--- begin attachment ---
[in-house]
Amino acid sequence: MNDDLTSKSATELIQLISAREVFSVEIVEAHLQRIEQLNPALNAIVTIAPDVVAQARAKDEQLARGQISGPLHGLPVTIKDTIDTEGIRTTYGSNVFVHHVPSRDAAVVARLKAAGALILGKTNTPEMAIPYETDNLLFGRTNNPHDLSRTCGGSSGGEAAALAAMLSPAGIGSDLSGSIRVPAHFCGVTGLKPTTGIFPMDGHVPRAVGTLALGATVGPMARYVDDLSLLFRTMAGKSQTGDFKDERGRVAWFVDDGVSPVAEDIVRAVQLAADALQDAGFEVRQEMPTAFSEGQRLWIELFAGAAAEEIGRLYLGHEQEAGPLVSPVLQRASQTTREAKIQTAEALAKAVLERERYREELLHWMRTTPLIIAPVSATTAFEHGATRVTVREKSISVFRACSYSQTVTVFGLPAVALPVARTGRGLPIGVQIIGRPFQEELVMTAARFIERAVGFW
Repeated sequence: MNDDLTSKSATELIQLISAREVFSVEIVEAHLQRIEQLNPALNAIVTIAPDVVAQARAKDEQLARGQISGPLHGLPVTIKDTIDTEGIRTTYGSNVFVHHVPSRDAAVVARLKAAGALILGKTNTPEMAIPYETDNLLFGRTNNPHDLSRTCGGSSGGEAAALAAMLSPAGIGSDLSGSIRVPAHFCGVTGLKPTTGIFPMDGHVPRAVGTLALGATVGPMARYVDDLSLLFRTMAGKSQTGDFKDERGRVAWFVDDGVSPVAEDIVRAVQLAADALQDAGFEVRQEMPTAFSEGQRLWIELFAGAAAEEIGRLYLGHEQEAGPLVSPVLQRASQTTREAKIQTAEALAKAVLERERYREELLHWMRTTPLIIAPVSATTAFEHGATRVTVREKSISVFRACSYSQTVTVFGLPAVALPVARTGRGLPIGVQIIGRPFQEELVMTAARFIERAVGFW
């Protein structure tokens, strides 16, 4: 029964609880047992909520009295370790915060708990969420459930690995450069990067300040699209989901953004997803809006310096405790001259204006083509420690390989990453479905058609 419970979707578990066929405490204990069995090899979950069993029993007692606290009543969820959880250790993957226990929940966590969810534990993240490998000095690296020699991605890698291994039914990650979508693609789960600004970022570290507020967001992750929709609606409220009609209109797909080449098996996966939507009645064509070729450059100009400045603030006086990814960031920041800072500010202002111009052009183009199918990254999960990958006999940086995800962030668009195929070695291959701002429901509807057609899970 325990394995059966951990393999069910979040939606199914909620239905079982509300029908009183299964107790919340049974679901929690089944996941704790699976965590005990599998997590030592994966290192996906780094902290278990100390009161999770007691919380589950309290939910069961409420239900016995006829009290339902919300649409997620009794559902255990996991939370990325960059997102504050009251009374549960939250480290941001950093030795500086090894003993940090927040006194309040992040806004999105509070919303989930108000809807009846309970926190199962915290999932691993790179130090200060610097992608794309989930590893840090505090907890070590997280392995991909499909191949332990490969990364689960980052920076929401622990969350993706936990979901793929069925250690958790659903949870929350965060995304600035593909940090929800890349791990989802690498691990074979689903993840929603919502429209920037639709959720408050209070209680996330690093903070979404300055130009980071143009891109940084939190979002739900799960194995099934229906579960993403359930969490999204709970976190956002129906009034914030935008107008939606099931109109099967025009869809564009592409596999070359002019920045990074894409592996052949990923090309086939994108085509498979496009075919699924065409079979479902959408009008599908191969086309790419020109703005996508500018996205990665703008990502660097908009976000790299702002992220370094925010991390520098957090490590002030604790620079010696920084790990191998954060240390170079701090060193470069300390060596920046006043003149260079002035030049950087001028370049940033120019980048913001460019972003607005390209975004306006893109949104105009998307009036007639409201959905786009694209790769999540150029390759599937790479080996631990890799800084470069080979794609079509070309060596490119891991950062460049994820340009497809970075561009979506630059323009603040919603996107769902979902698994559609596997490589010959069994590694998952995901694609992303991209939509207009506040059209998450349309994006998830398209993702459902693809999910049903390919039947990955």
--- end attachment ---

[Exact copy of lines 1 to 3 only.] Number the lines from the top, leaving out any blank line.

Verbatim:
[in-house]
Amino acid sequence: MNDDLTSKSATELIQLISAREVFSVEIVEAHLQRIEQLNPALNAIVTIAPDVVAQARAKDEQLARGQISGPLHGLPVTIKDTIDTEGIRTTYGSNVFVHHVPSRDAAVVARLKAAGALILGKTNTPEMAIPYETDNLLFGRTNNPHDLSRTCGGSSGGEAAALAAMLSPAGIGSDLSGSIRVPAHFCGVTGLKPTTGIFPMDGHVPRAVGTLALGATVGPMARYVDDLSLLFRTMAGKSQTGDFKDERGRVAWFVDDGVSPVAEDIVRAVQLAADALQDAGFEVRQEMPTAFSEGQRLWIELFAGAAAEEIGRLYLGHEQEAGPLVSPVLQRASQTTREAKIQTAEALAKAVLERERYREELLHWMRTTPLIIAPVSATTAFEHGATRVTVREKSISVFRACSYSQTVTVFGLPAVALPVARTGRGLPIGVQIIGRPFQEELVMTAARFIERAVGFW
Repeated sequence: MNDDLTSKSATELIQLISAREVFSVEIVEAHLQRIEQLNPALNAIVTIAPDVVAQARAKDEQLARGQISGPLHGLPVTIKDTIDTEGIRTTYGSNVFVHHVPSRDAAVVARLKAAGALILGKTNTPEMAIPYETDNLLFGRTNNPHDLSRTCGGSSGGEAAALAAMLSPAGIGSDLSGSIRVPAHFCGVTGLKPTTGIFPMDGHVPRAVGTLALGATVGPMARYVDDLSLLFRTMAGKSQTGDFKDERGRVAWFVDDGVSPVAEDIVRAVQLAADALQDAGFEVRQEMPTAFSEGQRLWIELFAGAAAEEIGRLYLGHEQEAGPLVSPVLQRASQTTREAKIQTAEALAKAVLERERYREELLHWMRTTPLIIAPVSATTAFEHGATRVTVREKSISVFRACSYSQTVTVFGLPAVALPVARTGRGLPIGVQIIGRPFQEELVMTAARFIERAVGFW